The retail industry continues to be a hotbed of patent innovation. Activity is driven by e-commerce, demand for convenience, supply chain management and risk mitigation, and the growing importance of technologies such as artificial intelligence, robotics, and augmented and virtual reality. In the last three years alone, there have been over 156,000 patents filed and granted in the retail industry, according to GlobalData’s report on Innovation in retail: on-demand digital manufacturing. Buy the report here.
However, not all innovations are equal and nor do they follow a constant upward trend. Instead, their evolution takes the form of an S-shaped curve that reflects their typical lifecycle from early emergence to accelerating adoption, before finally stabilizing and reaching maturity.
Identifying where a particular innovation is on this journey, especially those that are in the emerging and accelerating stages, is essential for understanding their current level of adoption and the likely future trajectory and impact they will have.
50+ innovations will shape the retail industry
According to GlobalData’s Technology Foresights, which plots the S-curve for the retail industry using innovation intensity models built on over 115,000 patents, there are 50+ innovation areas that will shape the future of the industry.
Within the emerging innovation stage, on-demand digital manufacturing, planogram optimization, and AR-assisted shopping are disruptive technologies that are in the early stages of application and should be tracked closely. Location-based personalization, personalized lookbooks, and self-checkout are some of the accelerating innovation areas, where adoption has been steadily increasing. Among maturing innovation areas are in-store shopping assistance and digital signage personalization, which are now well established in the industry.
Innovation S-curve for the retail industry
On-demand digital manufacturing is a key innovation area in retail
On-demand digital manufacturing uses technologies such as computer-aided design and 3D printing to manufacture products that are tailored precisely to the needs of a customer. The process involves the use of advanced manufacturing techniques and software systems with an aim to optimize workflows and doesn’t require conventional tools or molds.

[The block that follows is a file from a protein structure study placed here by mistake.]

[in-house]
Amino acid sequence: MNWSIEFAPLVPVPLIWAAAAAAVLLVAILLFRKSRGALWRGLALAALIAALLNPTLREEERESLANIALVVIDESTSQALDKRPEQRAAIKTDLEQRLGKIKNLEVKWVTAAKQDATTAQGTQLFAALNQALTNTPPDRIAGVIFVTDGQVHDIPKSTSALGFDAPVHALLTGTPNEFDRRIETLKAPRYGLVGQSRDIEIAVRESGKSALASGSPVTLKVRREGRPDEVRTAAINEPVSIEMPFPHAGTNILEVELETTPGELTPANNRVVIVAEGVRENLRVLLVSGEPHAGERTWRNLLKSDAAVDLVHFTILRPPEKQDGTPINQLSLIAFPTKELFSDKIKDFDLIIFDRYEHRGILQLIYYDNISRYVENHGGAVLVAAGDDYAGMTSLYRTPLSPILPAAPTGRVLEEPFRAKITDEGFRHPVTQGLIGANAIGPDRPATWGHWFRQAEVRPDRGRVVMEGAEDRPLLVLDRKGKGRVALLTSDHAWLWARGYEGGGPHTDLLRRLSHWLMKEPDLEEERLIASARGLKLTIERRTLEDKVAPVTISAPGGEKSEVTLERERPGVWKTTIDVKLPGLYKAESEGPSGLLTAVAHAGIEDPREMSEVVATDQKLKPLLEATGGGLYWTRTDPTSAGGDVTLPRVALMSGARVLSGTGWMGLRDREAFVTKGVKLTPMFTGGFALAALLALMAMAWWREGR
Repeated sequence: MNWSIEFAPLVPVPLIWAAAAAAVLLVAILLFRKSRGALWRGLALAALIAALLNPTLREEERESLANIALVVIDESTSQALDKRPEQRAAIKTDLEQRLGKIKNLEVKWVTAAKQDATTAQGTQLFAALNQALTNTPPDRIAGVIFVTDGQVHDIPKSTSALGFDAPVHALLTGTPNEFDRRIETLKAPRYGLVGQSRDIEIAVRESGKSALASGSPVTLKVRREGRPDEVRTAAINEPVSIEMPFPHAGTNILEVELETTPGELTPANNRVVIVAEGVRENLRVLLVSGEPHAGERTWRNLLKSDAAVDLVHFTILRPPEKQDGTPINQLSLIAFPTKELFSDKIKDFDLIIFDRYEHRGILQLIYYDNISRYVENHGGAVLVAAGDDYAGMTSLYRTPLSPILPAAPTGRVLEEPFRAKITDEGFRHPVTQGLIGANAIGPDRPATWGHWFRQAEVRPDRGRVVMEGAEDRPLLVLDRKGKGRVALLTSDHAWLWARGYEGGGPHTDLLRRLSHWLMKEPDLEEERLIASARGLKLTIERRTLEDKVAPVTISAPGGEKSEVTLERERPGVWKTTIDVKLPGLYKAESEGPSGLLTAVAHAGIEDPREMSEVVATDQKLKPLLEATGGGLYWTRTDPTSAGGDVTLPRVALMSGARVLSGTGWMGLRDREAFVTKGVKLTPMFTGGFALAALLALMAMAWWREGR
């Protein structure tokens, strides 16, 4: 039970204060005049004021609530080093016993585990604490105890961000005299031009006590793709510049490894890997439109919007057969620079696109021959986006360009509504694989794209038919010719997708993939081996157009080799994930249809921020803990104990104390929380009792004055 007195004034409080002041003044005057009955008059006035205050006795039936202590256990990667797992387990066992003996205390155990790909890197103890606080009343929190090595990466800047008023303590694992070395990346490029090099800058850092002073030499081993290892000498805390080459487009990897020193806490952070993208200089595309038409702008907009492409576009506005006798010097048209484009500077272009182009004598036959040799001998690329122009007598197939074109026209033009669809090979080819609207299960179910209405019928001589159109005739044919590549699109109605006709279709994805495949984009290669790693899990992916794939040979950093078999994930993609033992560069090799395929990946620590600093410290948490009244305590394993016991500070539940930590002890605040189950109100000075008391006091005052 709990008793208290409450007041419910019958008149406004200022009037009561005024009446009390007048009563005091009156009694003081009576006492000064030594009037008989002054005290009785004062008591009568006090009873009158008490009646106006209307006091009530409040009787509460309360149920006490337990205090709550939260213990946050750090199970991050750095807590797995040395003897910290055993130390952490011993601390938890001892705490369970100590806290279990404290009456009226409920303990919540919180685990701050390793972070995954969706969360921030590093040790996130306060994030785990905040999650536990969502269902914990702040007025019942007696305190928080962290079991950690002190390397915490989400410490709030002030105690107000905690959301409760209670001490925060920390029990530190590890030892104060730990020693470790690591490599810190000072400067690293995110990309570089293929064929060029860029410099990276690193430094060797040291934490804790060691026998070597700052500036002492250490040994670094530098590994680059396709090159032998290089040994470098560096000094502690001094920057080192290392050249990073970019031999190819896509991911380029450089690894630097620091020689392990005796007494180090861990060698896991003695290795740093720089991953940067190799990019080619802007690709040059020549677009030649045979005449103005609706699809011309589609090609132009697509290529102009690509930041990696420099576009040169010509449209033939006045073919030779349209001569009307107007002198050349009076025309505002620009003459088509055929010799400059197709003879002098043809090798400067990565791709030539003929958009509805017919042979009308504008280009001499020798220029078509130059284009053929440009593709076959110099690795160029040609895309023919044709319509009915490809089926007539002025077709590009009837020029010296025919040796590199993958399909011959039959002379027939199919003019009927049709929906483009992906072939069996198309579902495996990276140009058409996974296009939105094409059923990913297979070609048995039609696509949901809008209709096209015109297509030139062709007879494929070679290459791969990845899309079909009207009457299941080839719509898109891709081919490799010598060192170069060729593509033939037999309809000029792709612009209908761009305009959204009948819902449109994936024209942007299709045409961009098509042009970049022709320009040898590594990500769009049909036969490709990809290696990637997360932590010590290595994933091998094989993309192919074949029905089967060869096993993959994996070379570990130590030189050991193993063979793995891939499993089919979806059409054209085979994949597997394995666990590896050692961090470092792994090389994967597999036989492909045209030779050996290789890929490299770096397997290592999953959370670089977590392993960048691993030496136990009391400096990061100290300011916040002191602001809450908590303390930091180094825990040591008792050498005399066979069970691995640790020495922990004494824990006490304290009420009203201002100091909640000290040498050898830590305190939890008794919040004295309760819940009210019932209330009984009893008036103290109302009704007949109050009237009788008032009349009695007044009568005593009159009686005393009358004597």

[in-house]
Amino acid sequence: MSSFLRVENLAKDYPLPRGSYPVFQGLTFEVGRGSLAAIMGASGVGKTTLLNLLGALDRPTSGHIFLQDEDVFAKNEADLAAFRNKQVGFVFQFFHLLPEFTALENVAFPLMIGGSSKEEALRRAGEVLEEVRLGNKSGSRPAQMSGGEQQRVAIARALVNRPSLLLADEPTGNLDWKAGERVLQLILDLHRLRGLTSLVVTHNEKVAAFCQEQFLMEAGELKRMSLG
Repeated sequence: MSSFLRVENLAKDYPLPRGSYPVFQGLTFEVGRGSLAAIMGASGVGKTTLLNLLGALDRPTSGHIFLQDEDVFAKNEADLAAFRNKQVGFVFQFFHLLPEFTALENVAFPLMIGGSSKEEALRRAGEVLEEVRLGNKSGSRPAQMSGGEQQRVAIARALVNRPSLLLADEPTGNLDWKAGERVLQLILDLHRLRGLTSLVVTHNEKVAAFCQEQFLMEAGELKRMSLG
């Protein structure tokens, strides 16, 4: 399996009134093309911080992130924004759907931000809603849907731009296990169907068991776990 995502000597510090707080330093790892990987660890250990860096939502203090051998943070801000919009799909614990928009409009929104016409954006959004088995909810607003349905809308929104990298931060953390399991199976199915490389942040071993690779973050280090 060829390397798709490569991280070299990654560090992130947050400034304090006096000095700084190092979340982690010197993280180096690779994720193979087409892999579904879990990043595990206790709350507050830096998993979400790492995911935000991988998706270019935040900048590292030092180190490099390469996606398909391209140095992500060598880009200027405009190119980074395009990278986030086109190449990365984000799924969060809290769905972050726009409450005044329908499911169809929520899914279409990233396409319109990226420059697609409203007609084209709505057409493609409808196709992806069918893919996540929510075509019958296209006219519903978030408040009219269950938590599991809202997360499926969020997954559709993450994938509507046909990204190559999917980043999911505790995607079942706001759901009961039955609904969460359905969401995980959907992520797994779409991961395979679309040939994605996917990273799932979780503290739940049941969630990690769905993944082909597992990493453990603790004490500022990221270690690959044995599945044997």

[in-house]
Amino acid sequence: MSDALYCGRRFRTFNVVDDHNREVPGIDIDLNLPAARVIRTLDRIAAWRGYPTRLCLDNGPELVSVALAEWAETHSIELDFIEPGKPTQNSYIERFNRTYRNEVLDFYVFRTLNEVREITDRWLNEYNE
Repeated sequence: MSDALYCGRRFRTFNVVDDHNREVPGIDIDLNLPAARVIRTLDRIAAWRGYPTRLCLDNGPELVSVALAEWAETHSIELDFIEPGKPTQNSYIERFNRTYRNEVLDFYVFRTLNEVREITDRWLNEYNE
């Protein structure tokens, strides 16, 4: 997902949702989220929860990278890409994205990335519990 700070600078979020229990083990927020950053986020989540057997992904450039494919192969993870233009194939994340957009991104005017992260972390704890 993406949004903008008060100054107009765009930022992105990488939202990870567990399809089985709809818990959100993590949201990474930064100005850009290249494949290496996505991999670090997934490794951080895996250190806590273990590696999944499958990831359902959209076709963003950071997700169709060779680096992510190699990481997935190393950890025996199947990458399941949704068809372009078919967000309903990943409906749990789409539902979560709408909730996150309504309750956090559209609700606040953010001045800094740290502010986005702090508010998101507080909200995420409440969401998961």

GlobalData’s analysis also uncovers the companies at the forefront of each innovation area and assesses the potential reach and impact of their patenting activity across different applications and geographies. According to GlobalData, there are 30+ companies, spanning technology vendors, established retail companies, and up-and-coming start-ups engaged in the development and application of on-demand digital manufacturing.
Key players in on-demand digital manufacturing – a disruptive innovation in the retail industry
‘Application diversity’ measures the number of applications identified for each patent. It broadly splits companies into either ‘niche’ or ‘diversified’ innovators.
‘Geographic reach’ refers to the number of countries each patent is registered in. It reflects the breadth of geographic application intended, ranging from ‘global’ to ‘local’.
Patent volumes related to on-demand digital manufacturing
Source: GlobalData Patent Analytics
Leading patent filers in the on-demand digital manufacturing space include Levi Strauss, Carl Zeiss Stiftung, Best Apps, and eBay. Levi Strauss is at the forefront of using technology to create new experiences. At the brand’s Miami outlet, Levis unveiled a pop-up featuring futuristic attributes to familiarize shoppers with the experiences they can enjoy with technology integration. The outlet offered shoppers the convenience to customize the prints on their pair of Levis with cutting-edge technology that completed the design in 90 minutes.
Global Technology Services is the leader in terms of application diversity, while Meta Platforms and Accenture are in the second and third positions, respectively.
By geographic reach, Carl Zeiss Stiftung leads the pack, followed by Coupang and Levi Strauss.
On-demand digital manufacturing allows more flexibility to retailers, thus helping them reduce costs and improve operational efficiency. The usage of the latest technologies to manufacture personalized products provides superior satisfaction to the shopper, resulting in a deeper engagement with the retailer.
To further understand the key themes and technologies disrupting the retail industry, access GlobalData’s latest thematic research report on Retail.